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I have problems with generating proper error messages with Spring and Jackson. Scenario: A controller with a custom model a @ResponseBody (see below) a model with two attributes, that can possibly cause parsing errors. Now, I want to return a proper error message, if parsing of these fields fails (e.g. Got an invalid string for a Date).

If a parsing error happens, Spring will catch it and returns a 400 Bad Request response with HTML body. Though I am able to implement my own HandlerExceptionResolver, that catches this kind of exception to generate a meaningful error message. Unfortunately, I am only able to catch the first parsing error and not a possibly second one.

So, is there a way to collect all parsing/deserialization errors and generate a proper error message with all problems?

I am using Jackson 1.7.1 and Spring 3.2.2.


Some example code:

TimeController.java

@Controller
@RequestMapping("/time")
public class TimeController {
    @RequestMapping(method = RequestMethod.POST)
    public @ResponseBody
    TimeDocument create(@RequestBody TimeDocument entity) {
        // magic
        return entity;
    }
}

TimeDocument.java

public class TimeDocument {
    public String name;
    public Date date1;
    public Date date2;
}

Request 1: I will get an 200 OK.

{
  "name": "test",
  "date1": 123,
  "date2": 1234
}

Request 2: I will get an 400 Bad Request, but I am able to generate a proper error message like: "Date 1 has an invalid format.".

{
  "name": "test",
  "date1": "crap",
  "date2": 1234
}

Request 3: I will get an 400 Bad Request, but I am not able to generate a proper error message like: "Date 1 has an invalid format. Date 2 has an invalid format.".

{
  "name": "test",
  "date1": "crap",
  "date2": "crap"
}
share|improve this question
    
Since I didn't find an adequate solution, yet, I am going to find another way solve my problem. (eg. a second client validation) –  Sven Walter Jul 9 '13 at 22:32

1 Answer 1

Well, I think you will better need to use Spring MVC Form Validation or just validate input values at client side using jquery.validate plugin (I am just assuming you are using jQuery because of @ResponseBody usage).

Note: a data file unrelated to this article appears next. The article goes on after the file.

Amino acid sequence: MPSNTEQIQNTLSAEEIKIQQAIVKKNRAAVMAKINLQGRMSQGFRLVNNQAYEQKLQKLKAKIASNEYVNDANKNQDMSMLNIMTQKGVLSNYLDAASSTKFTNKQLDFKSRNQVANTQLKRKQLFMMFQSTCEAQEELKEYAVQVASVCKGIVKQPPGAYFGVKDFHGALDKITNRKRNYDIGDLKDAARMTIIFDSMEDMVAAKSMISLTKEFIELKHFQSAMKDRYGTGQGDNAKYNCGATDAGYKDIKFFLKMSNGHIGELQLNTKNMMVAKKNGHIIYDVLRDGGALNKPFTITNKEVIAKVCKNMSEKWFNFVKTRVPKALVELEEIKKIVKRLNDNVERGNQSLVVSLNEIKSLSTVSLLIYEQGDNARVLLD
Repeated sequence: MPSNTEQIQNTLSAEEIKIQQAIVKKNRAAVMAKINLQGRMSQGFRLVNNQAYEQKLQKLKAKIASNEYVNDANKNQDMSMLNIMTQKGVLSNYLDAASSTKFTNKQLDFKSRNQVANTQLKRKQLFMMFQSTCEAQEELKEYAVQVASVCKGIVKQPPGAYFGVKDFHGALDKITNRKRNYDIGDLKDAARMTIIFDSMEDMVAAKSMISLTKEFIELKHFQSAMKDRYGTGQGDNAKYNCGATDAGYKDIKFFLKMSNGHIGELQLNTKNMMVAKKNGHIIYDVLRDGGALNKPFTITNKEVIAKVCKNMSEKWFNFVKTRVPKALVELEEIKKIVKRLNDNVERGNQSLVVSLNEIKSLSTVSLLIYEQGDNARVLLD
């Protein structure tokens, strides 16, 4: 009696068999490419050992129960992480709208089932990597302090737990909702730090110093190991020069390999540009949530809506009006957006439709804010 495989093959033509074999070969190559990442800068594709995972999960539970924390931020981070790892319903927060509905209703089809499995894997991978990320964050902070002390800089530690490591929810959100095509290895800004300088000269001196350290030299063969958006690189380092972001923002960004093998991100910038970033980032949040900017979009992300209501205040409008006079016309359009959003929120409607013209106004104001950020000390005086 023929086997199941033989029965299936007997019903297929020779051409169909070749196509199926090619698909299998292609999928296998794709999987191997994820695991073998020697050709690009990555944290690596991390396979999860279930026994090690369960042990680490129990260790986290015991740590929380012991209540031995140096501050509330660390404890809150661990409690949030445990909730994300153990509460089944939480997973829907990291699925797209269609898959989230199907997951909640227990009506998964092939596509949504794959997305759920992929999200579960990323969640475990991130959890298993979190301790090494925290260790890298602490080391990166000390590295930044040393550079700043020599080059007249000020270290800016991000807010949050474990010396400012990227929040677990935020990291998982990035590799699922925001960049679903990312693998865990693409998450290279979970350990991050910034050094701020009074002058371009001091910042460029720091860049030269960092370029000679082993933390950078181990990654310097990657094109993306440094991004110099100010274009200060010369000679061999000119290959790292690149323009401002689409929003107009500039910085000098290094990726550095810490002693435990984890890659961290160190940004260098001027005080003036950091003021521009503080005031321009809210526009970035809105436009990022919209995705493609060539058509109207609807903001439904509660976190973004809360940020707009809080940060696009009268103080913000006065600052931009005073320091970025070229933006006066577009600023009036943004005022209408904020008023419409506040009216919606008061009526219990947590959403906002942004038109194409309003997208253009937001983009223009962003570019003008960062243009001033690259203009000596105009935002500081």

Otherwise, another solution that came to my mind is to implement something like this:

(First of all, add a getter and setter for a new field in your entity called message that will store the validation result).

Then:

@Controller
@RequestMapping("/time")
public class TimeController {
    @RequestMapping(method = RequestMethod.POST)
    public @ResponseBody String create(@RequestBody TimeDocument entity) {

        String json = null;        

        try {

            //1. Create 'jackson' object mapper
            ObjectMapper objectMapper = new ObjectMapper();  

            //2. Capture data from your entity
            String name = entity.getName();
            Date date1 = entity.getDate1();
            Date date2 = entity.getDate2();

            //3. Validate 'name', 'date1', 'date2' with some regex (a possibility) or any method you want.

            //4. Suppossing that you implemented a method like this to validate your 'bean' or 'dto' that returns 'boolean'
            if(!validate(entity)) {

               //5. If everything is not according to your validation rules, set a message to your entity.
               entity.setMessage("There was an error in the input values.");
            }

            //6. Convert your 'bean' or 'dto' as 'json' string
            json = objectMapper.writeValueAsString(entity);            

        } catch (Exception ex) {
            //handle the Exception
        }

        return json;
    }
}

Now, at client side (suppossing you are using jQuery ajax or just $.post).

Do the following in the callback:

(..), function(data) {
   if(data != null) { //Callback is not null

      //Parse the 'String' result from 'Controller' as 'JSON' from 'Jackson'
      var obj = $.parseJSON(data);

      if(obj.message != '') {
         alert(obj.message) //An error ocurred in the validation.
      } else {
         //Show the data
         alert('Name: ' + obj.name + ' Date1: ' + obj.date1 + ' Date2: ' + obj.date2);
      }
   }
});

So, if there is no message present in the entity, that means that there is no error present. I will suggest this and also consider what I wrote in first lines to have a really good validation at client and server side.

share|improve this answer
    
This might be an idea, but it looks like hacking. Although, I will play around with this idea. –  Sven Walter Jul 5 '13 at 15:50
    
@SvenWalter Ok, just let me know how it goes and if you think this is your answer don't forget to check it. –  Oscar Jara Jul 5 '13 at 15:53

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